resilience starts with information
Being Cybersecure Is Not Enough, Become Cyber-Resilient Instead
Technology, for its immense evolution, has now become a significant driver of the economy — both digital and global. Along with developments and innovations such as cloud-based computing and Internet-connected mobile devices, however, cybercrime lurks in the shadows. In light of this, being truly cyber secure became more of a utopian ideal than a real possibility. Since cyber attacks can’t be avoided, organizations need to become cyber-resilient instead. In short: They need to be able to bounce back after suffering from the consequences of a cyber attack…
Effective cyber resilience means thinking beyond the IT department
Ask a group of Australian business executives who should be in charge of their organisation’s cyber resilience plan and the majority are likely to point to their IT department. They think resilience is all about keeping the servers humming and data flowing through networks. Yet, while the IT infrastructure is certainly a critical component of any business, a cyber resilience plan needs to extend much further. To be effective, it needs to cover all parts of an organisation and involve everyone from the CEO to the reception desk. This is because potential disruptions are not limited to IT-related incidents. They could arrive in the form of extreme weather, a supply chain failure or electricity outages.
You only have to look at events such as storms in South Australia or cyclones and floods in Queensland to see the potential for business disruption and loss. For this reason, it’s worth investing time and resources now to put in place a comprehensive and effective business resilience plan that will ensure operations can continue should an incident of any type occur…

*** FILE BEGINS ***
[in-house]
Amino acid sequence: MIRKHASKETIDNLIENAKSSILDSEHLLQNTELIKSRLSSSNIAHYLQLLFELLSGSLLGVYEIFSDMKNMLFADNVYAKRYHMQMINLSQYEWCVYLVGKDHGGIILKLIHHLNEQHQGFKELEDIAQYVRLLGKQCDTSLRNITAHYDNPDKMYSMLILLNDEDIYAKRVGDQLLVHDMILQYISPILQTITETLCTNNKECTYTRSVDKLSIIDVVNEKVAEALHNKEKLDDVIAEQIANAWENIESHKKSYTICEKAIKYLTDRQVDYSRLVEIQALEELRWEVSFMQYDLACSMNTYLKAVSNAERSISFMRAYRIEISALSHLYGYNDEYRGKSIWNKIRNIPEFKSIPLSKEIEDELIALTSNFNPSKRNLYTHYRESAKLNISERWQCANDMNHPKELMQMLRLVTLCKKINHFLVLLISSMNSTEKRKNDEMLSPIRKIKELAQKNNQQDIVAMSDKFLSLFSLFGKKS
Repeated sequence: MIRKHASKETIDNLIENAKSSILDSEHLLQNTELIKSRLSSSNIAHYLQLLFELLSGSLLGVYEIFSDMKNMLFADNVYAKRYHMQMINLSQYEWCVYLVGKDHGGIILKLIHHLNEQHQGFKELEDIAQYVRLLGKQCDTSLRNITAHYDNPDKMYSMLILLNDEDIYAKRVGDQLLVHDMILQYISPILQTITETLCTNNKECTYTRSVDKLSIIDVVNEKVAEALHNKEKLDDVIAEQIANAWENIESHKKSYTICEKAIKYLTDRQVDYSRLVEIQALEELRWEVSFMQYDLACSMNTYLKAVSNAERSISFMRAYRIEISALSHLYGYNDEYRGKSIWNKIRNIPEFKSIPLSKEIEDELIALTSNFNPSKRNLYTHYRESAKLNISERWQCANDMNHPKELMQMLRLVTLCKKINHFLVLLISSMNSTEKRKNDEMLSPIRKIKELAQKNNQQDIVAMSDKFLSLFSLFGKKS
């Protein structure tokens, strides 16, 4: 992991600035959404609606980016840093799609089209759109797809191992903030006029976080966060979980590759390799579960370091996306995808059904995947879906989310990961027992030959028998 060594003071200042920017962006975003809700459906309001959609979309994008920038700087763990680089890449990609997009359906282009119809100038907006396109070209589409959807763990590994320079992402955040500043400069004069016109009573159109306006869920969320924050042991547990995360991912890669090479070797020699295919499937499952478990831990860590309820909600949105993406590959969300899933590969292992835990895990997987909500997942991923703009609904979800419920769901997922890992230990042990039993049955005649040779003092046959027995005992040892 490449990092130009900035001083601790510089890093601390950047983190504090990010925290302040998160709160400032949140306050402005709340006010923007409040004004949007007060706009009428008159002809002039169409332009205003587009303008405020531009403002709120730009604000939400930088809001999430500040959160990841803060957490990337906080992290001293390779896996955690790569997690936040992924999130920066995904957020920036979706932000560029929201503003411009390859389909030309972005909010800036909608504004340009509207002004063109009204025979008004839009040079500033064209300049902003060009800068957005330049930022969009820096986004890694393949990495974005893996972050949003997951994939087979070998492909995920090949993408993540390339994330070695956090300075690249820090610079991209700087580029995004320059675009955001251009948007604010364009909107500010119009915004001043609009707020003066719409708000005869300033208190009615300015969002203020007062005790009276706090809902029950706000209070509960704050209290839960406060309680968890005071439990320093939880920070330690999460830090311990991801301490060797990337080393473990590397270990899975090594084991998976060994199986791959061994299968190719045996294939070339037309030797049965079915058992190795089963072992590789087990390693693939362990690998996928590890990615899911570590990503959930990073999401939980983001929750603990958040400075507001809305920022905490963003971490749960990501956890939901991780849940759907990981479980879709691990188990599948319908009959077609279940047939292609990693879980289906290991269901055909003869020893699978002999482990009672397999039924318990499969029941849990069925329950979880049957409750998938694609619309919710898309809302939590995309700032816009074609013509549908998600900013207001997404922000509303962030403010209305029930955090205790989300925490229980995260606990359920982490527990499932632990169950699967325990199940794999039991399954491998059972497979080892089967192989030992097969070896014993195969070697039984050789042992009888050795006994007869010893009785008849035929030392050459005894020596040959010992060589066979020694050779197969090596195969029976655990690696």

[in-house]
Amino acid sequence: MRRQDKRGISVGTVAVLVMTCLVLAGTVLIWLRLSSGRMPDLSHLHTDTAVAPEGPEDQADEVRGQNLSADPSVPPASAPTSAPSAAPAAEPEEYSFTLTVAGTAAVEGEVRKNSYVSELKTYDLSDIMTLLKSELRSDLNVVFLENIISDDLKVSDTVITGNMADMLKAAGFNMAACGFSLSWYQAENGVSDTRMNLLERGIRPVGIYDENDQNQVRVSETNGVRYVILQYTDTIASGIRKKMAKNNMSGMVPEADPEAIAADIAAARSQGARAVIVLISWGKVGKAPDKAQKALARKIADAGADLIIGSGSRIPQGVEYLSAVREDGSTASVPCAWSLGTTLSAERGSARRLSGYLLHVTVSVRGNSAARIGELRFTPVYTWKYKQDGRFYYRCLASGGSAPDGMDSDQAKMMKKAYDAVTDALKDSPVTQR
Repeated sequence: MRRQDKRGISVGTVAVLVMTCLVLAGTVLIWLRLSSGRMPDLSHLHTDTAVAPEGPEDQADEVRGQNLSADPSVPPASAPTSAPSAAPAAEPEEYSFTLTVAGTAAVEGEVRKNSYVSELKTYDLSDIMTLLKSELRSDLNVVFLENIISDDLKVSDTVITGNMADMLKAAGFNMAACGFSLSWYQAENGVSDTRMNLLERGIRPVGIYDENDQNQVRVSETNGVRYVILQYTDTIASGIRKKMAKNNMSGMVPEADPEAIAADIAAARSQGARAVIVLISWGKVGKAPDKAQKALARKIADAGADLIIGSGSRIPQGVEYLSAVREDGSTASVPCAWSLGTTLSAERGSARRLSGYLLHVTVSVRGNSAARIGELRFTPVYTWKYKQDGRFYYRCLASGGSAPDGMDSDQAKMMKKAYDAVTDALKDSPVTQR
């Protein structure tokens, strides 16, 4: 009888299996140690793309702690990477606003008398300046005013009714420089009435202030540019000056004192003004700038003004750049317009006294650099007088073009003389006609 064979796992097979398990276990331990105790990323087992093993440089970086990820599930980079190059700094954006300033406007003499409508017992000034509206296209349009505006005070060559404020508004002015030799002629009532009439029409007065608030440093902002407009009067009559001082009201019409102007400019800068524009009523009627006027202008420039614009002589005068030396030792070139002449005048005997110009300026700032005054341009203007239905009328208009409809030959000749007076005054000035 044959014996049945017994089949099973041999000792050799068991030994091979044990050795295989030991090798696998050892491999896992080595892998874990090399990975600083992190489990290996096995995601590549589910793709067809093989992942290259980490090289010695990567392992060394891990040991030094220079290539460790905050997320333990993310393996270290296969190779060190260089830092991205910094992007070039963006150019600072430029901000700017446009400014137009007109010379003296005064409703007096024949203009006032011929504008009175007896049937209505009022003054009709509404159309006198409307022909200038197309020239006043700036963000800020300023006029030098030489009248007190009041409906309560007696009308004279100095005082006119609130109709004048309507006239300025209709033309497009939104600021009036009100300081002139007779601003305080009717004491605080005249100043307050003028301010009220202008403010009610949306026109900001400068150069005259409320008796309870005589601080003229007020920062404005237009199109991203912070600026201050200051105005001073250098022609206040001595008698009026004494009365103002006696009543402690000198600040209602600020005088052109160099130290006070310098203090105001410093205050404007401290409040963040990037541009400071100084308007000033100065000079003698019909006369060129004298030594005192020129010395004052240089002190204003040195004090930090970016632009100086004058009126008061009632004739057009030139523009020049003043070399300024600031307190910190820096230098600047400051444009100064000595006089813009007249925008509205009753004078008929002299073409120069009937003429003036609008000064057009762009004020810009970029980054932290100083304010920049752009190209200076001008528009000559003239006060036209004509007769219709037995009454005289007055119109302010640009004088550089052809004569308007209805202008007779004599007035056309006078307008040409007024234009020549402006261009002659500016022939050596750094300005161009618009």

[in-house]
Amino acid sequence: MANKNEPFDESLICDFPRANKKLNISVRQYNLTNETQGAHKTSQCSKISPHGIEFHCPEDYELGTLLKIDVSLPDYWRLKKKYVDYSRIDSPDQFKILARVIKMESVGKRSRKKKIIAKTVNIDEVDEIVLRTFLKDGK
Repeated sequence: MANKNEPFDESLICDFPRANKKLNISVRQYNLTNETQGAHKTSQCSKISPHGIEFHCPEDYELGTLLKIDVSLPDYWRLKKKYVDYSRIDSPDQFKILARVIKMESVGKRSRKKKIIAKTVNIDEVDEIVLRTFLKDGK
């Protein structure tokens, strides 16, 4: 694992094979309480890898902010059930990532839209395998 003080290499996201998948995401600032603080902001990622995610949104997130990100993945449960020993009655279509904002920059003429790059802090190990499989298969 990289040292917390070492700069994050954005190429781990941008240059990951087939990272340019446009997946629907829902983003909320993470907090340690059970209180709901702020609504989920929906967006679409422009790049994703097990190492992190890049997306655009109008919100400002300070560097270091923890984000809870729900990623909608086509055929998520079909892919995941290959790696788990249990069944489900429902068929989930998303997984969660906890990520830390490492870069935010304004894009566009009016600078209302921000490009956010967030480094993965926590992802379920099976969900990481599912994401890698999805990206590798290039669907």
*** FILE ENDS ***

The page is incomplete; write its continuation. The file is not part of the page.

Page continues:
The Human Factor In Organisational Cyber Resilience
The academic and industry literature is full of extremely useful research, insights and advice on how people interface with security technology and how that interaction can be enhanced to reduce the chance of a malicious attack. However, the role of the human in enhancing the overall resilience of an organisation operating within an environment where the cyber risks of any type are high is discussed much less.
Clearly, stopping the risk at source with technological measures such as security to prevent anything malicious penetrating the organisations IT systems and fool-proof systems that work first time every time is the ideal. But no security is 100 percent effective, threats frequently emanate from within an organisation and, whilst malicious attacks dominate the news, other, more mundane, IT issues such as hardware failures, network outages and user error are far more common and often cause a similar disruptive impact on an organisation….